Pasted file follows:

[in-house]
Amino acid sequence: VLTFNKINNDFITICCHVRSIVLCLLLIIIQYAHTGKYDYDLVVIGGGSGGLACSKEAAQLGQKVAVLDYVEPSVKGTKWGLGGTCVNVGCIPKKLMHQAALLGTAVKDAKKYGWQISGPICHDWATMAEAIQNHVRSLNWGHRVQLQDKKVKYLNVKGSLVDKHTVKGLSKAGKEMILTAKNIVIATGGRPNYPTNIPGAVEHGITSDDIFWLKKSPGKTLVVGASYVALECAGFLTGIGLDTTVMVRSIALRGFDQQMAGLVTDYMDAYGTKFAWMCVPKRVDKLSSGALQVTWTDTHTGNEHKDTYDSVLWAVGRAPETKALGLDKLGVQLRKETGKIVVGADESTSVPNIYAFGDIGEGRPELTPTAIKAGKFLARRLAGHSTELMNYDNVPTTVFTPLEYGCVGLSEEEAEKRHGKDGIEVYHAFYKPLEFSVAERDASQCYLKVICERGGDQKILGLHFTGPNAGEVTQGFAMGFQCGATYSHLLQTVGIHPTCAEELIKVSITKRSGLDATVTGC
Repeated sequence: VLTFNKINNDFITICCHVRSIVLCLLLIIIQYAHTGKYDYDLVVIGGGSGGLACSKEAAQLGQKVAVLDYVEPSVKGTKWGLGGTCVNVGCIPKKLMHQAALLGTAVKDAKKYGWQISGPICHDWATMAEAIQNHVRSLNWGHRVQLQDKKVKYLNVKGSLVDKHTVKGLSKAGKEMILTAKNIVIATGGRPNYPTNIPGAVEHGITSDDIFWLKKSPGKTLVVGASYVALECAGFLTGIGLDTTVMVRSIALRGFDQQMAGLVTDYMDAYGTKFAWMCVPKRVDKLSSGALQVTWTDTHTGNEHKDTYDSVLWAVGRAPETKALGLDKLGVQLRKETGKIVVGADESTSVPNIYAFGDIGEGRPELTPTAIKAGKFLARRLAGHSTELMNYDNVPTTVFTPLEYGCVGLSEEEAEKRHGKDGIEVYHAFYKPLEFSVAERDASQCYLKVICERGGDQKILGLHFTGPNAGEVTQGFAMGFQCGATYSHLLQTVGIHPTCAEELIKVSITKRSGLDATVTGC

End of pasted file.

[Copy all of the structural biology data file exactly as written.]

[in-house]
Amino acid sequence: VLTFNKINNDFITICCHVRSIVLCLLLIIIQYAHTGKYDYDLVVIGGGSGGLACSKEAAQLGQKVAVLDYVEPSVKGTKWGLGGTCVNVGCIPKKLMHQAALLGTAVKDAKKYGWQISGPICHDWATMAEAIQNHVRSLNWGHRVQLQDKKVKYLNVKGSLVDKHTVKGLSKAGKEMILTAKNIVIATGGRPNYPTNIPGAVEHGITSDDIFWLKKSPGKTLVVGASYVALECAGFLTGIGLDTTVMVRSIALRGFDQQMAGLVTDYMDAYGTKFAWMCVPKRVDKLSSGALQVTWTDTHTGNEHKDTYDSVLWAVGRAPETKALGLDKLGVQLRKETGKIVVGADESTSVPNIYAFGDIGEGRPELTPTAIKAGKFLARRLAGHSTELMNYDNVPTTVFTPLEYGCVGLSEEEAEKRHGKDGIEVYHAFYKPLEFSVAERDASQCYLKVICERGGDQKILGLHFTGPNAGEVTQGFAMGFQCGATYSHLLQTVGIHPTCAEELIKVSITKRSGLDATVTGC
Repeated sequence: VLTFNKINNDFITICCHVRSIVLCLLLIIIQYAHTGKYDYDLVVIGGGSGGLACSKEAAQLGQKVAVLDYVEPSVKGTKWGLGGTCVNVGCIPKKLMHQAALLGTAVKDAKKYGWQISGPICHDWATMAEAIQNHVRSLNWGHRVQLQDKKVKYLNVKGSLVDKHTVKGLSKAGKEMILTAKNIVIATGGRPNYPTNIPGAVEHGITSDDIFWLKKSPGKTLVVGASYVALECAGFLTGIGLDTTVMVRSIALRGFDQQMAGLVTDYMDAYGTKFAWMCVPKRVDKLSSGALQVTWTDTHTGNEHKDTYDSVLWAVGRAPETKALGLDKLGVQLRKETGKIVVGADESTSVPNIYAFGDIGEGRPELTPTAIKAGKFLARRLAGHSTELMNYDNVPTTVFTPLEYGCVGLSEEEAEKRHGKDGIEVYHAFYKPLEFSVAERDASQCYLKVICERGGDQKILGLHFTGPNAGEVTQGFAMGFQCGATYSHLLQTVGIHPTCAEELIKVSITKRSGLDATVTGC